UV From The Sun

What Is UV?

Ultraviolet light (UV) is a part of the light spectrum that is shorter than visible light. You cannot see it with your eyes, but it’s there. Although there are many man-made sources of UV, it is produced primarily by the Sun. This sunlight is our main source of vitamin D, which is required to build and maintain strong bones. But most people only need to spend a short amount of time in the sun to make the required amount of vitamin D – far less than the point of developing sunburn.

UV radiation is all around us and can be harmful to our bodies unless we take precautions. For example, as most of us already know, most skin cancers are caused by overexposure to UV from the sun or sunbeds, so when out in the sun we protect ourselves with things like sun creams and parasols. But what most people seldom realise is that our eyes are also highly susceptible to the effects of UV – in particular UVA and UVB rays – that may be factors in many eye conditions such as cataracts. You could also suffer damage to your retinas and cornea in certain environments.

Where am I most at risk of UV damage?

In the UK, UV levels are much lower than in hotter countries closer to the equator, however we are still at risk especially in the summer months. This risk is at its highest at noon in on the hottest days. UV tends to be much higher where there are more reflective surfaces such as sand and water, so protecting your eyes while at the beach, fishing, boating or on holiday is a must. Snow also intensifies the amount of reflected UV light, so good protection is needed in Alpine holiday destinations. It should be noted that there is also higher risk of UV during the winter – especially after snowfall.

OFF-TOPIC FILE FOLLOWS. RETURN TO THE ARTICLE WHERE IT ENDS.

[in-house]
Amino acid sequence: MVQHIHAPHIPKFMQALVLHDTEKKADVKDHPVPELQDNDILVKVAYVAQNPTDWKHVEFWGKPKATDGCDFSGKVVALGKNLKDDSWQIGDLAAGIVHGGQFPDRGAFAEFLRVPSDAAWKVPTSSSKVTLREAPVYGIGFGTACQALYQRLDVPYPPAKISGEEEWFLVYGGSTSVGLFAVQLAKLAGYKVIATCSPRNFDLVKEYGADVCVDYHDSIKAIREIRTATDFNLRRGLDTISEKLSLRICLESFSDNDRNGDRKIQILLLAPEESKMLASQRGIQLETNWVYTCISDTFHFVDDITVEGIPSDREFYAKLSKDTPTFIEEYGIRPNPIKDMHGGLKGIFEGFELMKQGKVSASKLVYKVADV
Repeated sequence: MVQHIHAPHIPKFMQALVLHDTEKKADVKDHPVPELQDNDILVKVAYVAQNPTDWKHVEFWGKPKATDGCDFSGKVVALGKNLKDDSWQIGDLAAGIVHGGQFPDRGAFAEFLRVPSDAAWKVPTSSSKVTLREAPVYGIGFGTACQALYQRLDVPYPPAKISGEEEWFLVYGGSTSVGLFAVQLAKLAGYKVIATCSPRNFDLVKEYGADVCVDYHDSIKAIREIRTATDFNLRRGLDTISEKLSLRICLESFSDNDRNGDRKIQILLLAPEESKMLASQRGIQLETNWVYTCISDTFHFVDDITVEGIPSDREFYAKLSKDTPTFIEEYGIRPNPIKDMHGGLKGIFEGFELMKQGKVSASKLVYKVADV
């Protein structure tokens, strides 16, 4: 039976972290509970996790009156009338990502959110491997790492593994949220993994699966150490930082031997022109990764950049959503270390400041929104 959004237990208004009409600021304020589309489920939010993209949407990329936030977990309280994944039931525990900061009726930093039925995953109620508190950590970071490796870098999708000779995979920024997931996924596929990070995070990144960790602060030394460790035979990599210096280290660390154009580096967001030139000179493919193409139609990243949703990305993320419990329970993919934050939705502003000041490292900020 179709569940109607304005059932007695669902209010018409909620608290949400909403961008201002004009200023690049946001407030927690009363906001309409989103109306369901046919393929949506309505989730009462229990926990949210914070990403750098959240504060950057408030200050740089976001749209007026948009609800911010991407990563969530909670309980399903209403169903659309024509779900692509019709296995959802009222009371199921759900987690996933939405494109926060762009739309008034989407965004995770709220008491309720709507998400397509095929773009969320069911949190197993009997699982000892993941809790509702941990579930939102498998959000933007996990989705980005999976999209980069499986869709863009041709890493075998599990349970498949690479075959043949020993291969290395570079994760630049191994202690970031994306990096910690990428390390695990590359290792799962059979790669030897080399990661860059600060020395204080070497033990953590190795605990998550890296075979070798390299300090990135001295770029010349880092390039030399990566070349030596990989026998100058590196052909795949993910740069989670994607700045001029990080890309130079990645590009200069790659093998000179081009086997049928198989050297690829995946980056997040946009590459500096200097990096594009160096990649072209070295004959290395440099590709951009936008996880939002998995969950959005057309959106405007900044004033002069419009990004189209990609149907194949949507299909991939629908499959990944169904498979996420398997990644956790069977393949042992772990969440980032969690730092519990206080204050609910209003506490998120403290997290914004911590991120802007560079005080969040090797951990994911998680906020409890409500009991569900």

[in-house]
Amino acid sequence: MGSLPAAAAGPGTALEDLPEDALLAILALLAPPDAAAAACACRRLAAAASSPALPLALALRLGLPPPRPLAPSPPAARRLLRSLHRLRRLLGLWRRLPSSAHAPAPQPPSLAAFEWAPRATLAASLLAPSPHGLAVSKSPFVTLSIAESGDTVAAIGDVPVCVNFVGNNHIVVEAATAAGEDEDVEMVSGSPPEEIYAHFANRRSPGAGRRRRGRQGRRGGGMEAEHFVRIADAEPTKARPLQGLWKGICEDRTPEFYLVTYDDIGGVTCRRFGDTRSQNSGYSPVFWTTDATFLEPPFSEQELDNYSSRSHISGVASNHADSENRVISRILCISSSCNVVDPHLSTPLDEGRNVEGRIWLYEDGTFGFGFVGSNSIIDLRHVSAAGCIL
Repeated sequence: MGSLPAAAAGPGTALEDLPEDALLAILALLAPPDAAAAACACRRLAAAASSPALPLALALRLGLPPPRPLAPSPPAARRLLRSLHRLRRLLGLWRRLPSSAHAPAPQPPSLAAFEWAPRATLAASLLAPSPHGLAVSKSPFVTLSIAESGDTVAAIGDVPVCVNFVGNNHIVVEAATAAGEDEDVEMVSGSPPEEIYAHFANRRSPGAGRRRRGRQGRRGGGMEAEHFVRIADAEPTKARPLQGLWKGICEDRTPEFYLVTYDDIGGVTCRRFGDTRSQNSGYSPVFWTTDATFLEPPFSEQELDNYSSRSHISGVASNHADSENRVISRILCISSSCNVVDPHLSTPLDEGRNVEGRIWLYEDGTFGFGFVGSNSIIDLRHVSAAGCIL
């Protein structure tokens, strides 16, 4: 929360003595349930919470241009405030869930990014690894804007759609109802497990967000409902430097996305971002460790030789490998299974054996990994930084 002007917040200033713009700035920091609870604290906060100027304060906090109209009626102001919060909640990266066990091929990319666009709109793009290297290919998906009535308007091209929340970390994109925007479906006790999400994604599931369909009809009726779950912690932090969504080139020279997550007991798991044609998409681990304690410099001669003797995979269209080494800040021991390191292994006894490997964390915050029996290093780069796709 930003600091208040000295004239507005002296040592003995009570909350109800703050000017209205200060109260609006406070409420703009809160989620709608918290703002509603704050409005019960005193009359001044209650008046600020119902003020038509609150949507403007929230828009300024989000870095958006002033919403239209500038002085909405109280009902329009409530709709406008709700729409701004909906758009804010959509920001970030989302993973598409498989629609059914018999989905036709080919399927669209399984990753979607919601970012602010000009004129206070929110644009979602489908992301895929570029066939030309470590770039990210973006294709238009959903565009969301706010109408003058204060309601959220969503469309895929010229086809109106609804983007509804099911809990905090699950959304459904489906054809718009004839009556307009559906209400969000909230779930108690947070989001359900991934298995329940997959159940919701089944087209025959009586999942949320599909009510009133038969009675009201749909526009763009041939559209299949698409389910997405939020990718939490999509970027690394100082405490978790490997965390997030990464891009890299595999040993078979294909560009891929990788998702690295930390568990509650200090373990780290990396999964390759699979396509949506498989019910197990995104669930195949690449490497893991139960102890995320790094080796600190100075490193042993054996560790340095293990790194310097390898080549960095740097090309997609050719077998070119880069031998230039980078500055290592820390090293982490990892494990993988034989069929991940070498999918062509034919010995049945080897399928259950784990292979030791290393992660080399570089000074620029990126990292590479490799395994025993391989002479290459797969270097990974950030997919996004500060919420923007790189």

CFUV sun1

So how do we protect our eyes from UV?

We cannot just blank out light from entering our eyes. After all, it’s how we see. But there are ways to filter out harmful UV rays before they enter the eye. Over the next few days we will be showing some of the options that are open to you, to ensure that you are fully prepared for the heated highs of summer!

Jun 122012
 

Summer

Summer is here and with it comes good times – holidays, the beach, tans, ice cream aplenty – all round great fun. But with increased sunlight comes increased risks. We all know that sunlight carries harmful ultraviolet (UV) rays and we all know that UV can be bad news for your skin. So to avoid conditions like sunburn or worse, we spend hundreds of pounds on skin cream products and sun block.

But UV doesn’t affect only your skin – your eyes are also at risk of various conditions that can arise from the damage caused by UV – from corneal flash burns ‘snow blindness’ and is the main cause of cataracts.

Luckily, protecting your eyes and preventing damage caused by the summer months can actually be very simple – by adjusting the simple things in life, such as changing your diet to include more leafy greens, or to look into buying UV-filtered glasses – whether through clear coatings such as Crizal UV, sunglasses, polarised lenses, Transitions or clip-on shades for your existing glasses.

There are also options for your children – who spend more time outdoors and would therefore benefit more from UV protection and sunglasses.

This month, as we spin ever closer to the hottest time of the year, when your eyes are particularly vulnerable, we will look at the options open to you in terms of caring for yours and your family’s eyes during the bright rays of Summer. JH